An Obsession Laid Bare

Just before I got ambushed by my IFFP 2012 longlist reading, I was actually going through my shelves and polishing off a few books which had been waiting patiently for a reading for a long, long time.  One of those was the most recent novel by an old favourite of mine, Nick Hornby’s Juliet, Naked.  So if he’s such a favourite of mine, why did it take me so long to get around to reading the book?  Patience, dear friends – all will be revealed…


The novel is mostly about Annie, a woman living in a dull seaside town in the north of England.  She has spent the best years of her life with her partner Duncan, an overgrown schoolboy who spends his free time on the Internet, chatting to like-minded folk about their shared obsession, reclusive American singer Tucker Crowe.  When a stripped-down acoustic version of Crowe’s masterpiece album, Juliet, winds up in Duncan’s inbox, he is overcome and publishes a piece expounding on its brilliance.  Annie, however, who knows a fair bit about Crowe herself, just thinks it’s a classic case of the Emperor’s new clothes…

As unlikely as it seems, this release, an album which soon receives the nickname Juliet, Naked, is the catalyst for the break-up of Annie and Duncan’s moribund relationship.  Even more unlikely though is a further effect it has, for when Annie writes her response to Duncan’s piece, she gets acknowledgement and agreement from a most unlikely source…

I’m happy to say that I enjoyed Juliet, Naked, which, given what I said in the introduction to this post, was only to be expected.  However, the truth is that Hornby is a writer for the reader I used to be, back in my late teens/early twenties, and I’m always a little concerned with how the current me will react to his books.  A while back, I reread Fever Pitch for the umpteenth time, and for the first time I felt that it really wasn’t speaking to me as it used to.  That is almost certainly connected to the less significant role football now plays in my life, and knowing Fever Pitch as I do, I’m well aware of how ironic that loss of faith and apparent moving on sounds (Hornby does the same thing with football in the book!) – but still…

And it’s true that Juliet, Naked isn’t always up to scratch.  Coming at it after the heights of literary fiction is a bit of a bump, and there is none of the elegant, soothing prose you might find in the pages of other writers.  Annie is far from a complete character either, a little too prissy, correct and, above all, right.  Just as in High Fidelity, in Juliet, Naked the author has created an example of the typical Hornby couple: a useless, Peter-Pan type man, and a competent, sensible, better woman.  Duncan, gormless as he is, receives short shrift from his creator, and that’s a shame as the book is actually more interesting when he’s around.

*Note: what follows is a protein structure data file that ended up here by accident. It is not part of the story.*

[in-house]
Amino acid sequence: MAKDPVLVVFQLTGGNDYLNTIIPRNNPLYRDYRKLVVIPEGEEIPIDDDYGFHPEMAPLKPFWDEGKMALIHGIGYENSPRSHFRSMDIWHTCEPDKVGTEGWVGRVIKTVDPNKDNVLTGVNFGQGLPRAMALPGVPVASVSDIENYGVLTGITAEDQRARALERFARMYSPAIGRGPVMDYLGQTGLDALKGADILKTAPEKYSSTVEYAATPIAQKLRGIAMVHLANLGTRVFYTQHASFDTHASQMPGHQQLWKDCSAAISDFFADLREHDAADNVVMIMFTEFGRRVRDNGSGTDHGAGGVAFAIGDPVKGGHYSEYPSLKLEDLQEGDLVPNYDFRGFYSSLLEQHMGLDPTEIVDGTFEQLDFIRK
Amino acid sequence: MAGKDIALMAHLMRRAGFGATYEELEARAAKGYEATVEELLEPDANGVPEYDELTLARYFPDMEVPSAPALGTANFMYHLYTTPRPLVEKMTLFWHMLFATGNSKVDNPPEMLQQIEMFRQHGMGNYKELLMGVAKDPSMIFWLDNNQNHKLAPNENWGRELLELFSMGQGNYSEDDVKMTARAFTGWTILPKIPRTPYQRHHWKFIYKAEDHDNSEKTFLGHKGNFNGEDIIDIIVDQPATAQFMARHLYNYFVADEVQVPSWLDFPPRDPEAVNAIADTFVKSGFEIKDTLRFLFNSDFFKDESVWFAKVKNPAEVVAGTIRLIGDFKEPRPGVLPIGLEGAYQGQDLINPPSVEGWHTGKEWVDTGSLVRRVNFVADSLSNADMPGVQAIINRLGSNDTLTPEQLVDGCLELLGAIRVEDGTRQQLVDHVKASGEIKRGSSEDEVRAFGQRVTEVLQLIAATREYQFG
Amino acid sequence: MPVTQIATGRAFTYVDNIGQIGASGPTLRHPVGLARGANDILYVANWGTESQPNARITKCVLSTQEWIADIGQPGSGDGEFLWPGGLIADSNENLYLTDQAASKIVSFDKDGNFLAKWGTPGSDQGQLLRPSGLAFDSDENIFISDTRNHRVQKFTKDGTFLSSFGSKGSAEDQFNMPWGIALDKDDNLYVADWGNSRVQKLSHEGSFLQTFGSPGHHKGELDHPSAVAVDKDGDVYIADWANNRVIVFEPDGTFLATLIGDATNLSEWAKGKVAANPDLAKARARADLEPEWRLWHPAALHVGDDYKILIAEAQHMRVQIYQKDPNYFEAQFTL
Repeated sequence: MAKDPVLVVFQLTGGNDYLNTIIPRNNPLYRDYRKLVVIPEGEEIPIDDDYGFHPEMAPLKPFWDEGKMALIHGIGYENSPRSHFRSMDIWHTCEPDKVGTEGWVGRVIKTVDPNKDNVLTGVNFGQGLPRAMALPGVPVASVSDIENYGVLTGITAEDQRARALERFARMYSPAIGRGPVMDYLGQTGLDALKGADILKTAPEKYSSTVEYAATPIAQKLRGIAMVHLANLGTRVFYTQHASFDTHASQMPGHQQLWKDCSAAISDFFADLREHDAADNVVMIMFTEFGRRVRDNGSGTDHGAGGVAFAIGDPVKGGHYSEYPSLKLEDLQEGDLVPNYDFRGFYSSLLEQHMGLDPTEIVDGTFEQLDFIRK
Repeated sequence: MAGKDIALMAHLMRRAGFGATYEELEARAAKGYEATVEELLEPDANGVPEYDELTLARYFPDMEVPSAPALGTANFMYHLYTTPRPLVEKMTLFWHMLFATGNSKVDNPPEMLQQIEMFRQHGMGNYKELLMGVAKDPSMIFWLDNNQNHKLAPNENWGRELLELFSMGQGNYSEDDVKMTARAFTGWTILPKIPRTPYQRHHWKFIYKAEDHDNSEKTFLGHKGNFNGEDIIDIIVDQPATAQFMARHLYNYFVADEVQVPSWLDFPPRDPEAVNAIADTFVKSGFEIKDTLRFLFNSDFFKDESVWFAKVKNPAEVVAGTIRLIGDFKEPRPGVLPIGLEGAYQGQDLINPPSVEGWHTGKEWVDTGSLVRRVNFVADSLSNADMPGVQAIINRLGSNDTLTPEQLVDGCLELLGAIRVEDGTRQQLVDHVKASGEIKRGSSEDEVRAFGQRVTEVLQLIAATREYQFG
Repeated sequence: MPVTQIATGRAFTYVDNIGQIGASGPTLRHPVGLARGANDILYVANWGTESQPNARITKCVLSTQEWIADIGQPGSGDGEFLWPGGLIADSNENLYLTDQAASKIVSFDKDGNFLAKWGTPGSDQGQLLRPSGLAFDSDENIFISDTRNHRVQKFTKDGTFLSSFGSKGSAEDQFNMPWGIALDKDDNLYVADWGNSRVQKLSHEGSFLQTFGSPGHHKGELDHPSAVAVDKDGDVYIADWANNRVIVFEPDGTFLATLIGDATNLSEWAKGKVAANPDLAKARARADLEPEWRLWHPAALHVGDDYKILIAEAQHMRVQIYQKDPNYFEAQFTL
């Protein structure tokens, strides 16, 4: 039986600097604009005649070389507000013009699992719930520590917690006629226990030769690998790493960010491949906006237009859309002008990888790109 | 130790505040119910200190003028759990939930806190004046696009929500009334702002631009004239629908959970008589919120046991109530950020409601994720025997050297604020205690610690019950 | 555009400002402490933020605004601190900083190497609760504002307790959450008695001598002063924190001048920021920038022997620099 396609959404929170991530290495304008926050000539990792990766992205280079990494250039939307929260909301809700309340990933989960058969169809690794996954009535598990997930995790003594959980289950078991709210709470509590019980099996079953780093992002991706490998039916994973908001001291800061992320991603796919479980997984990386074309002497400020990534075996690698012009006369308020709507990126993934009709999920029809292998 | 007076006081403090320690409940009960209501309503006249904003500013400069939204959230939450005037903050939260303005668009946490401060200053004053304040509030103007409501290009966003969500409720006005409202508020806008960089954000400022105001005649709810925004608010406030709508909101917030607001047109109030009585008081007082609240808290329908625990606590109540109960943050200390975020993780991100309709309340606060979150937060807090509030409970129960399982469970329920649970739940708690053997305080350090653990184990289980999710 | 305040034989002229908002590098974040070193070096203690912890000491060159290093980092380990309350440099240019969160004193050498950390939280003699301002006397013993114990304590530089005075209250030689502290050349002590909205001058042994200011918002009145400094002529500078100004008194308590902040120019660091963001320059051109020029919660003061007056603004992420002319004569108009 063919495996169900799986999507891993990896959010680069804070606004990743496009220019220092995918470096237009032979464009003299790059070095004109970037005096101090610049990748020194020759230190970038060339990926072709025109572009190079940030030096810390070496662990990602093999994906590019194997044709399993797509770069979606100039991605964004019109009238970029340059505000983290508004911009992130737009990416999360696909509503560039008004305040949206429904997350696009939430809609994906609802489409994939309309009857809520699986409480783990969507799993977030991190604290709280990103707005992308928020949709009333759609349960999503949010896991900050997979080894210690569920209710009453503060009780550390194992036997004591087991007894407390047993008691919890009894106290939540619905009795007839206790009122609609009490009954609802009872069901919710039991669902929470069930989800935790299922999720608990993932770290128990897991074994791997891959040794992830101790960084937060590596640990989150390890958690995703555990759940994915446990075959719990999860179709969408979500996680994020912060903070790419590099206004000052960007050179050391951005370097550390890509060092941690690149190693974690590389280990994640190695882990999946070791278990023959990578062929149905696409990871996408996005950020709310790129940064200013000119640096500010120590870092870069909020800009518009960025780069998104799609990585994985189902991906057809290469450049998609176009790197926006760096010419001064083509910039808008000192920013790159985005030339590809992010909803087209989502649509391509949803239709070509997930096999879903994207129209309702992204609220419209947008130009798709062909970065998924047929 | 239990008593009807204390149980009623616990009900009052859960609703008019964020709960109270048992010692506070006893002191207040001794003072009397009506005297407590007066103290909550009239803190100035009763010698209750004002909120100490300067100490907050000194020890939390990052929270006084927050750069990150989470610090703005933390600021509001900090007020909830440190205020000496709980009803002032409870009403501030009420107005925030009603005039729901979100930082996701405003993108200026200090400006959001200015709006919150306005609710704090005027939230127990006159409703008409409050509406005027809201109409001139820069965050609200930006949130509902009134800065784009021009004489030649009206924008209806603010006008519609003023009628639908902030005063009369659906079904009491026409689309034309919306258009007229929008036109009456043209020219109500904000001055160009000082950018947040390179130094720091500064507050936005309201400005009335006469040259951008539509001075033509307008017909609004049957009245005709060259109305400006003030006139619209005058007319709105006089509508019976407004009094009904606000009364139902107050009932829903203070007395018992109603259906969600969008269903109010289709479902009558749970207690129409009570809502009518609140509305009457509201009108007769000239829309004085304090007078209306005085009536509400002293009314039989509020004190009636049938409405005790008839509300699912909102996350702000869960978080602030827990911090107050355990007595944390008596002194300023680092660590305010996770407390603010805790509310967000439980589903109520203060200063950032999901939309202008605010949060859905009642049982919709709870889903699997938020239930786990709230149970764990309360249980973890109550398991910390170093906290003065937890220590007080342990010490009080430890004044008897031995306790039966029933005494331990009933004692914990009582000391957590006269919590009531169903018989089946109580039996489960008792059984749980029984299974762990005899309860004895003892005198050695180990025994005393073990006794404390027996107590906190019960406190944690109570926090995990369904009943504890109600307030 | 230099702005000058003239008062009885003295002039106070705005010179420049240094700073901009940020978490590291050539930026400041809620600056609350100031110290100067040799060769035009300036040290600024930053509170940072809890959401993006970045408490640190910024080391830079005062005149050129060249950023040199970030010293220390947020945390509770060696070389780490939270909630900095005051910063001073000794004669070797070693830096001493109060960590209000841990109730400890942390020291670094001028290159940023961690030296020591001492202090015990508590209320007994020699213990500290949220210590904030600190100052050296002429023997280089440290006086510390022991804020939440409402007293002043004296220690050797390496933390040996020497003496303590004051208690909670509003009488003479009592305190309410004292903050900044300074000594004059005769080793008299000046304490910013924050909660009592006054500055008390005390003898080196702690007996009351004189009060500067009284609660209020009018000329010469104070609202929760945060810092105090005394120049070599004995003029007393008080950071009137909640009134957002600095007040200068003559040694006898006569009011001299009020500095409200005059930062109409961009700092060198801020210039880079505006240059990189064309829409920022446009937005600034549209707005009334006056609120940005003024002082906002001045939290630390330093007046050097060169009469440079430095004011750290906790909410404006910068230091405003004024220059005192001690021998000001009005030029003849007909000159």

The comic timing though is as impeccable as always, and there are numerous scenes which will elicit a smile (or a full-on belly laugh) from even the most curmudgeonly of readers.  The scenes with Annie and her shrink (a prim and proper elderly gentleman who only has one client) are among the highlights here, but some of Duncan’s insanely stupid ideas (including a certain toilet stop) rival them.
For bloggers, of course, the character of Duncan is a particularly compelling one as he is an example of what might be if we get a little too carried away with all this reviewing nonsense.  His attempts to become an authority on something most people have moved on from long ago have eaten away at his personal life like a cancer, sabotaging his relationship and effectively stifling his career.  His efforts backfire when he attempts to be too clever with his review of Crowe’s acoustic album, and…
…sorry.  I’m just realising the irony of some of my earlier pretentious comments…
Anyway, that’s enough of this review – I have a family to get back to.  In summary, Hornby is not Proust, but he can be very funny and entertaining.  Is that really a bad thing?  I’ll leave you to debate that amongst yourselves…